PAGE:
Alexander McQueen at the V&A: Part I

Alexander McQueen at the V&A: Part I


We would like to present to you an in-depth review of the Alexander McQueen: Savage Beauty exhibit at the Victoria & Albert Museum in London. Tomorrow, we will publish a comprehensive photo essay of the exhibit shot for StyleZeitgeist magazine.

Text by Jana Melkumova-Reynolds
Photography by Quentin de Wispelaere

“How many times have you been here?” is the question people ask when they run into acquaintances at the Savage Beauty exhibition in London’s V&A. I encountered three within the course of one hour: A., an editor of a Russian fashion magazine, E., a researcher who has worked on the show, and M., an owner of a British menswear label – and they all asked me the same thing. Less than two weeks after the exhibition opening, the V&A had to order a reprint of the accompanying catalogue (which retails at £35), which has nearly sold out. Rumor has it that the museum will soon stop issuing tickets for the show as it’s booked months ahead – there are certainly no slots available for the entire month of April. Queues of lucky ticket-holders are winding around the V&A’s columns and staircases, waiting to be admitted.

The original show in New York’s Metropolitan Museum of Art four years ago caused a similar furor. It opened just a year after McQueen’s death, so the pain and shock of the loss were still fresh for many, and the news value of the show was sky-high. Seeing the queues in the V&A, it is clear that in 2015 it still resonates with an awful lot of people. Many of them, judging by their looks, have no connection to and very little interest in fashion, which means that McQueen’s work must be acknowledged as a broad cultural phenomenon that transcends the boundaries of fashion.

The four years that have passed between the exhibitions also appear to have made acquisitions easier for the curators. E., who has worked on the London show, tells me that some of McQueen’s close associates and friends, who did not want to have anything to do with the exhibition back in 2011 because they were still grieving, subsequently agreed to lend objects and give interviews for the second incarnation of the show.

Thus over 30 additional garments, including some rare early pieces, are now displayed in the V&A. According to the curator Claire Wilcox, most of them are one-offs that she had to “drag from people’s closets”. Many were made during the early years of McQueen’s career when he was working on a shoestring budget; because of this, they are all cheap fabrics and car paint and “a conservation nightmare”. They constitute a new gallery, called simply London, which has been added to the Met’s original line-up.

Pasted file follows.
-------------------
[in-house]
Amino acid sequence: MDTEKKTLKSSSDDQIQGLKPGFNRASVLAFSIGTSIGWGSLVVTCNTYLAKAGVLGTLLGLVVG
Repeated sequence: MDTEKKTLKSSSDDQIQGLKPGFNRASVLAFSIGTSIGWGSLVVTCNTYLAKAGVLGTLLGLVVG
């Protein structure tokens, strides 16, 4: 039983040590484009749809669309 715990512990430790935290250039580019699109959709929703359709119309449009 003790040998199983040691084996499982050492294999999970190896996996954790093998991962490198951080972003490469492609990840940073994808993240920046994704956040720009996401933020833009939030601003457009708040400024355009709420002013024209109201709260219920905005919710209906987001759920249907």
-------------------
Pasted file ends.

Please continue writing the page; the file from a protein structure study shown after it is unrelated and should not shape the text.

It is the first room in the show (not counting the entrance with its mesmerizing video installation, inspired by the designer’s interest in vanitas and memento mori themes) and it features objects from McQueen’s earliest collections, created while he was studying at St. Martins and shortly after graduation.

They are set against a backdrop of polished concrete, reminiscent of London’s brutalist architecture, on mannequins wearing muzzle-like masks, and immersed in a slightly unsettling soundscape of electronic noises and soundbites from McQueen’s interviews, processed in a way that makes them sound somewhat uterine and otherworldly. A giant screen shows footage of his early catwalk shows, in very slow motion and with slight distortions, thus adding to the feeling of suspense. These curatorial interventions reference McQueen’s fascination with horror films, such as Alfred Hitchcock’s Birds.

The layout of some of the following galleries is similar to that in the Met. There is Savage Mind, a gallery that concentrates on McQueen as a tailor; Romantic Gothic – a dark room with stained mirrors and gilded décor displaying designs from collections such as The Horn of Plenty (AW 2009) and Givenchy haute couture AW 1997 to the sound of baroque music; Romantic Primitivism, an even darker crypt-like space incrusted with skulls and bones featuring tribal-inspired designs from collections such as Eshu (AW 2000) and It’s A Jungle Out There (AW 1997), and with a curved screen on the ceiling displaying an underwater film shot by John Maybury for Irere (SS 2003).

The walls in the Romantic Nationalism gallery, home to Macqueen clan tartans from Highland Rape (AW 1995) and Widows of Culloden (AW 2006) collections, are clad with dark wood panels and lit with gilded hanging candelabras – a nod to the ever-so-slight tinges of pastiche in these collections. Other galleries include Romantic Exoticism, Romantic Naturalism, Pepper Ghost – a nearly-life-size replica of the glass pyramid featuring the haunting hologram-like image of Kate Moss from the finale of Widows of Culloden – and a stark white tiled room dedicated to McQueen’s last collection, Plato’s Atlantis (SS2010). Gainsbury and Whiting, the production company that collaborated with the designer in staging his catwalk shows, has been involved in the production of the V&A exhibition.

Nevertheless, A., the magazine editor who has attended pretty much every McQueen show since 1996, complains: “I don’t get the same effect here [as I did at the catwalk shows]. It’s great for design research – it’s amazing to see the cuts, the textures, the prints so close – and it explains a lot about his inspirations, but it doesn’t blow me away in the same way. I would really like to see it in a space like the Grand Palais, somewhere that would reflect the megalomania of his shows… It’s too cozy in here”.